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By Catherine Singley, NCLR Economic Policy Project
The bitter cold temperatures in Washington this week didn’t deter a delegation of poultry workers from the warm states of North Carolina, Mississippi, and Arkansas from traveling to the nation’s capital. They had a message to deliver to decision makers: stop a government proposal that would endanger the health and safety of poultry workers by speeding up production lines in American poultry processing facilities. Yesterday, workers held a press conference on Capitol Hill with members of the Congressional Black Caucus, NCLR, the Southern Poverty Law Center, NAACP, Oxfam American, Food and Water Watch, and others, to describe the debilitating injuries they’ve suffered at work and to call on the Administration to halt a proposal that would make a bad situation worse.
The proposed rule change comes from the U.S. Department of Agriculture, the federal agency responsible for ensuring the safety of meat and poultry products. If the rule is finalized, poultry companies would be allowed to speed up production from 140 to 175 birds per minute—a 25% speed up—that would lead to more injuries in poultry plants. Many injuries are linked to the repetitive nature of poultry processing; workers can make up to 20,000 cutting or pulling motions a day. As a result, poultry workers already experience high rates of traumatic injuries to their hands, wrists, and arms.
Why the line speed increase? It’s included in the proposed rule as an economic incentive for companies to produce more chicken in exchange for adopting new food safety inspection measures (the basis of which has been heavily criticized by consumer advocates and the Government Accountability Office).
Not surprisingly, most of the debate about this proposal has been about the food safety benefits—or lack thereof—that would result if the rule is finalized. It’s understandable that the public wants to know that their food is safe and it’s USDA’s job to assure that it is.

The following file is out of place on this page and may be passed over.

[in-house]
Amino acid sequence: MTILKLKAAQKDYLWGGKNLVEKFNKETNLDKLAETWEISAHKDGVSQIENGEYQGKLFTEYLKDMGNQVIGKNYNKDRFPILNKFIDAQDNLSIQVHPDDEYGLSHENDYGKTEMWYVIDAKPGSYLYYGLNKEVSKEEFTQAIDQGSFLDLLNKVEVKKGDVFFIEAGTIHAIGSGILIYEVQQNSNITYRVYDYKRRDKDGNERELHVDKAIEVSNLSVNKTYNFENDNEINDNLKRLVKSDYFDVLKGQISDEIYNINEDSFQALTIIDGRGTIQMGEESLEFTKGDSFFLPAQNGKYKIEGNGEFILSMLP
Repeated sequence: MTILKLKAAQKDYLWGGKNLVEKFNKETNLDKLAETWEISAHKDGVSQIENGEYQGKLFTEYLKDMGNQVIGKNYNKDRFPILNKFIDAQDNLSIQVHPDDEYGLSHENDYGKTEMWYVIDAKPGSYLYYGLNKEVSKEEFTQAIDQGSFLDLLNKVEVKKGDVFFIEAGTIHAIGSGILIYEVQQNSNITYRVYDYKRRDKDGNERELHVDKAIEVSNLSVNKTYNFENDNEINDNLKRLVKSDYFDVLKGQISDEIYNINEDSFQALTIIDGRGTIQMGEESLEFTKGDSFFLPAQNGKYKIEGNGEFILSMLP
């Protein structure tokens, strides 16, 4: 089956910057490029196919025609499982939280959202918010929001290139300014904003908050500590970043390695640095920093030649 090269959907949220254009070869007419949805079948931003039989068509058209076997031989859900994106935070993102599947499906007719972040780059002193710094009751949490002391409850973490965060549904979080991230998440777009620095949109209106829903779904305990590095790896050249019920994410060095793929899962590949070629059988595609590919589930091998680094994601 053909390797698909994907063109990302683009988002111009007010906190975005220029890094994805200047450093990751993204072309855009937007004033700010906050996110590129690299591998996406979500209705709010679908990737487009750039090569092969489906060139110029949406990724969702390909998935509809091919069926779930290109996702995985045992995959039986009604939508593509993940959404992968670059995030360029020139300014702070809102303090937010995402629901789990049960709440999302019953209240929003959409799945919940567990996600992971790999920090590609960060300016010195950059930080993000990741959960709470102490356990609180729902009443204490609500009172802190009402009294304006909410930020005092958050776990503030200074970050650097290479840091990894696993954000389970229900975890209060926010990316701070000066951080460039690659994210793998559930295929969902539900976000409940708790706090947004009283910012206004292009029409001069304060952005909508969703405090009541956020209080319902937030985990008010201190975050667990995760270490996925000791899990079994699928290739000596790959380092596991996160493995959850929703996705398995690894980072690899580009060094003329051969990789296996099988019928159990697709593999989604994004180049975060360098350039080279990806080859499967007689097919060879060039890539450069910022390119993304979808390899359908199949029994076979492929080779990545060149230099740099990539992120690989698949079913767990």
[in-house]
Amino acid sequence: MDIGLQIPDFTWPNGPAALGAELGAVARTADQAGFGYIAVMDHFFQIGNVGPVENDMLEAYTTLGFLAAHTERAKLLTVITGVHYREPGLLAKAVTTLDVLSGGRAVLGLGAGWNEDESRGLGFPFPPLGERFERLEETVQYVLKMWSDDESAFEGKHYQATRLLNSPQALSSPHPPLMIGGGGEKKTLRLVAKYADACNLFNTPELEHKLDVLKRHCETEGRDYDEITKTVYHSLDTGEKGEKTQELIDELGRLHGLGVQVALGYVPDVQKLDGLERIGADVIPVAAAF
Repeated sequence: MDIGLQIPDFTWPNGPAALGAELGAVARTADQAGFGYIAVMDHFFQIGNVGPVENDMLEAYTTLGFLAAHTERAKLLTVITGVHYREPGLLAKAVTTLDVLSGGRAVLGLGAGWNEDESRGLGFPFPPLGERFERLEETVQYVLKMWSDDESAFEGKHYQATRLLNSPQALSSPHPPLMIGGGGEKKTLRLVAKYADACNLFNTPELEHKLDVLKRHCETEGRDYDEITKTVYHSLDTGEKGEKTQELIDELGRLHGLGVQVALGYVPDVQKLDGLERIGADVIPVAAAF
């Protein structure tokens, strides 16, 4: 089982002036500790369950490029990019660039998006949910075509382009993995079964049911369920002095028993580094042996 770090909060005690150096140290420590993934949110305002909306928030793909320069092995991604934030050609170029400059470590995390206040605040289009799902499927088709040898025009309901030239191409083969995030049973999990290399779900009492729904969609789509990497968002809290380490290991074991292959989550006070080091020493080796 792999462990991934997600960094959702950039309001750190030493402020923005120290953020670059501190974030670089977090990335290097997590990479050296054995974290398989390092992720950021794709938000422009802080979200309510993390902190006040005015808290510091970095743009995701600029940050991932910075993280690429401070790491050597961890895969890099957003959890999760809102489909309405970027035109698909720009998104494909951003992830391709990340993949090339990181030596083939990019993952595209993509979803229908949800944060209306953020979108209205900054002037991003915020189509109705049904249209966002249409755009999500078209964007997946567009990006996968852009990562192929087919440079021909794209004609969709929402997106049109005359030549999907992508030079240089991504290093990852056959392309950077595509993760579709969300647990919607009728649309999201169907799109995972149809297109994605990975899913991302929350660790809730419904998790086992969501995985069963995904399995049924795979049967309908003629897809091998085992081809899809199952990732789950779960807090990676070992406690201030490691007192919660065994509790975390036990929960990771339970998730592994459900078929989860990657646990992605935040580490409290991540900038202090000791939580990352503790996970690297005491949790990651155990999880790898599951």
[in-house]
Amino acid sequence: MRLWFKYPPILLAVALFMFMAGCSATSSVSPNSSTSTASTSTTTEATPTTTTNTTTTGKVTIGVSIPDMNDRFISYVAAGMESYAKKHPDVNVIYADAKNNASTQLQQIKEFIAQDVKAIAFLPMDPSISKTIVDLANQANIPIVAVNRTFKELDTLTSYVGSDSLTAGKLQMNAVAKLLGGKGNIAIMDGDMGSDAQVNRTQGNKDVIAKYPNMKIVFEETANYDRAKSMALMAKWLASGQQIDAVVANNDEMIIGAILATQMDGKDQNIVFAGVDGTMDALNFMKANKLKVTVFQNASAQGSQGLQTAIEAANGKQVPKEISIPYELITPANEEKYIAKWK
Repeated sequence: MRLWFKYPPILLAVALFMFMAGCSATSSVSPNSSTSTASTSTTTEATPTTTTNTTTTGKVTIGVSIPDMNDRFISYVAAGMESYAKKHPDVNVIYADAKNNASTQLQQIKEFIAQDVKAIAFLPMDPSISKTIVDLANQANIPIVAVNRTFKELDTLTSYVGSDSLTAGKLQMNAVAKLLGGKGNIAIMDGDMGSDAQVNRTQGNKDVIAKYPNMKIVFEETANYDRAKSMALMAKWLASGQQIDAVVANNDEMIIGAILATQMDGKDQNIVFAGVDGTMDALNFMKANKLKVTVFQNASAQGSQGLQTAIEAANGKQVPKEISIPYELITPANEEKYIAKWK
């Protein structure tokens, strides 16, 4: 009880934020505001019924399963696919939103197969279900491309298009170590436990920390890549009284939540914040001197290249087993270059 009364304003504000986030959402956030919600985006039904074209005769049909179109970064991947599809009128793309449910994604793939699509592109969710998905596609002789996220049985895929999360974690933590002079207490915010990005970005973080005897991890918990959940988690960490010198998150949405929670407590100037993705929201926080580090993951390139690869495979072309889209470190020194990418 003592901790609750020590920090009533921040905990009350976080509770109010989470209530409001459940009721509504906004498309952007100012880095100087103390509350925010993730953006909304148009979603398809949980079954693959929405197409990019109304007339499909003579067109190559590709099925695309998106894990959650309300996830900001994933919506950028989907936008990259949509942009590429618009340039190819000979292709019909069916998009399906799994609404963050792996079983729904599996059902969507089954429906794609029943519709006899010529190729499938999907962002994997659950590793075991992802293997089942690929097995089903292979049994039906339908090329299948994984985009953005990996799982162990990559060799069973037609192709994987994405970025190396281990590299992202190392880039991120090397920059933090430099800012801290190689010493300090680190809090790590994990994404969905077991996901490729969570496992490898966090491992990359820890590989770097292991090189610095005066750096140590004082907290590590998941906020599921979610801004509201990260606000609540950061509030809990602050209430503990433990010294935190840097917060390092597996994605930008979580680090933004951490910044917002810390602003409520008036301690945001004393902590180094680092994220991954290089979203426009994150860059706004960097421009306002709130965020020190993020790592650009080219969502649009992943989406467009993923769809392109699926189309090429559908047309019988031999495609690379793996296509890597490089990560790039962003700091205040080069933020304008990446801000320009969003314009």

For everyone who is concerned about what’s in their meat, Bacilio Castro, from the North Carolina Worker Justice Center, had an answer:
“You want to know what’s in the chicken on your plate? Tears. Tears of the mothers who can’t lift their children because of the pain in their wrists and shoulders from working on the line. We are not asking you to stop eating chicken. We are simply asking to be treated as human beings and not as animals.”
(This was first posted to the National Council for Occupational Health and Safety blog.)
Guest Blog by Catherine Singley, Senior Policy Analyst, NCLR
This year, President Obama will carry out the tradition of pardoning the White House Thanksgiving turkey. Indeed, for most of us, the Thanksgiving turkey is the centerpiece of this quintessentially American tradition. That’s why Americans consumers should be alarmed to learn that the U.S. Department of Agriculture, which is responsible for ensuring the safety of meat and poultry products, is pursuing a regulatory change that would put consumers and food workers in harm’s way. Under the auspices of improving food safety, USDA’s proposed rule would actually pull government inspectors off of poultry processing lines and allow companies to speed up their production lines.
USDA’s proposed inspection model would allow production line speed to increase from 32 turkeys to 55 turkeys per minute (a 72 percent increase). In chicken plants, the speed would increase from 140 to 175 birds per minute (a 25 percent increase). That’s about one-third of a second to inspect each bird. Continue reading
One way that President Obama’s 2014 budget proposal saves money is by implementing a new system to reduce the number of federal inspectors in poultry processing plants nationwide. It is puzzling that the budget treats a proposed rule on poultry inspection from the U.S. Department of Agriculture (USDA) as a done deal; meanwhile, at USDA’s budget briefing last week, Secretary Vilsack indicated that he is still working on the rule. The budget’s de facto endorsement of the rule turns a blind eye to the deep concern of a broad coalition of civil rights, public health, labor, and consumer protection groups, including NCLR, that the rule would endanger the health and safety of workers who slaughter, process, and package chicken.
USDA’s proposed rule would allow poultry plants to increase their production line speed from 140 birds per minute to 175 in exchange for implementing a new food safety inspection process. Fast line speed is already a major cause of high injury rates among poultry workers; in a recent study by the Southern Poverty Law Center, 72 percent of poultry workers had suffered a job-related injury or illness.